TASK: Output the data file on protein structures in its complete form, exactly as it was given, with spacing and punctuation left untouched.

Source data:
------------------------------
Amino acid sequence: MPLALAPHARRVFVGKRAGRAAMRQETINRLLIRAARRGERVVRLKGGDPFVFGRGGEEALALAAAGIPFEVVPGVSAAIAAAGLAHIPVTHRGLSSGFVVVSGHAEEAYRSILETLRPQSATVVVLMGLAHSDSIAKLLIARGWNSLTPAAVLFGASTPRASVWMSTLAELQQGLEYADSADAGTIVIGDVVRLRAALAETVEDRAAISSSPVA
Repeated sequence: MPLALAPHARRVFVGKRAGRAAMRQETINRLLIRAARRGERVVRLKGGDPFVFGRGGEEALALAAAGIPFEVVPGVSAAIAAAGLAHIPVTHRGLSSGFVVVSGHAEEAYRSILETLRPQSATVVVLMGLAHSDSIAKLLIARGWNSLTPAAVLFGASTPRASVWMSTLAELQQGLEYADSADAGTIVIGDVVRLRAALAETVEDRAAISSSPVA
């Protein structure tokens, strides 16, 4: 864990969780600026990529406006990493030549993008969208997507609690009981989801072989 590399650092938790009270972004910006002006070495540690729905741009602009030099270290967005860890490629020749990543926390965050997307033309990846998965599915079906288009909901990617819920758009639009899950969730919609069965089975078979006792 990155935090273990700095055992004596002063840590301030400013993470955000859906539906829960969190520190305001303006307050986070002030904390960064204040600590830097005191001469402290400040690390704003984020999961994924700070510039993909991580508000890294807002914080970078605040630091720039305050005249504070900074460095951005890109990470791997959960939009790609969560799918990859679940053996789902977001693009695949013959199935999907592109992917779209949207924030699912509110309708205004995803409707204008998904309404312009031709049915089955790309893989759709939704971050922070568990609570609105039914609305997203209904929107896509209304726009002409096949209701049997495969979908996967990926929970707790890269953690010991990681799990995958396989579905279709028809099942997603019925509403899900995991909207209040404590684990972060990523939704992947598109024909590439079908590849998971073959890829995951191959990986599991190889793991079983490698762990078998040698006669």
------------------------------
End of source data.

Amino acid sequence: MPLALAPHARRVFVGKRAGRAAMRQETINRLLIRAARRGERVVRLKGGDPFVFGRGGEEALALAAAGIPFEVVPGVSAAIAAAGLAHIPVTHRGLSSGFVVVSGHAEEAYRSILETLRPQSATVVVLMGLAHSDSIAKLLIARGWNSLTPAAVLFGASTPRASVWMSTLAELQQGLEYADSADAGTIVIGDVVRLRAALAETVEDRAAISSSPVA
Repeated sequence: MPLALAPHARRVFVGKRAGRAAMRQETINRLLIRAARRGERVVRLKGGDPFVFGRGGEEALALAAAGIPFEVVPGVSAAIAAAGLAHIPVTHRGLSSGFVVVSGHAEEAYRSILETLRPQSATVVVLMGLAHSDSIAKLLIARGWNSLTPAAVLFGASTPRASVWMSTLAELQQGLEYADSADAGTIVIGDVVRLRAALAETVEDRAAISSSPVA
């Protein structure tokens, strides 16, 4: 864990969780600026990529406006990493030549993008969208997507609690009981989801072989 590399650092938790009270972004910006002006070495540690729905741009602009030099270290967005860890490629020749990543926390965050997307033309990846998965599915079906288009909901990617819920758009639009899950969730919609069965089975078979006792 990155935090273990700095055992004596002063840590301030400013993470955000859906539906829960969190520190305001303006307050986070002030904390960064204040600590830097005191001469402290400040690390704003984020999961994924700070510039993909991580508000890294807002914080970078605040630091720039305050005249504070900074460095951005890109990470791997959960939009790609969560799918990859679940053996789902977001693009695949013959199935999907592109992917779209949207924030699912509110309708205004995803409707204008998904309404312009031709049915089955790309893989759709939704971050922070568990609570609105039914609305997203209904929107896509209304726009002409096949209701049997495969979908996967990926929970707790890269953690010991990681799990995958396989579905279709028809099942997603019925509403899900995991909207209040404590684990972060990523939704992947598109024909590439079908590849998971073959890829995951191959990986599991190889793991079983490698762990078998040698006669």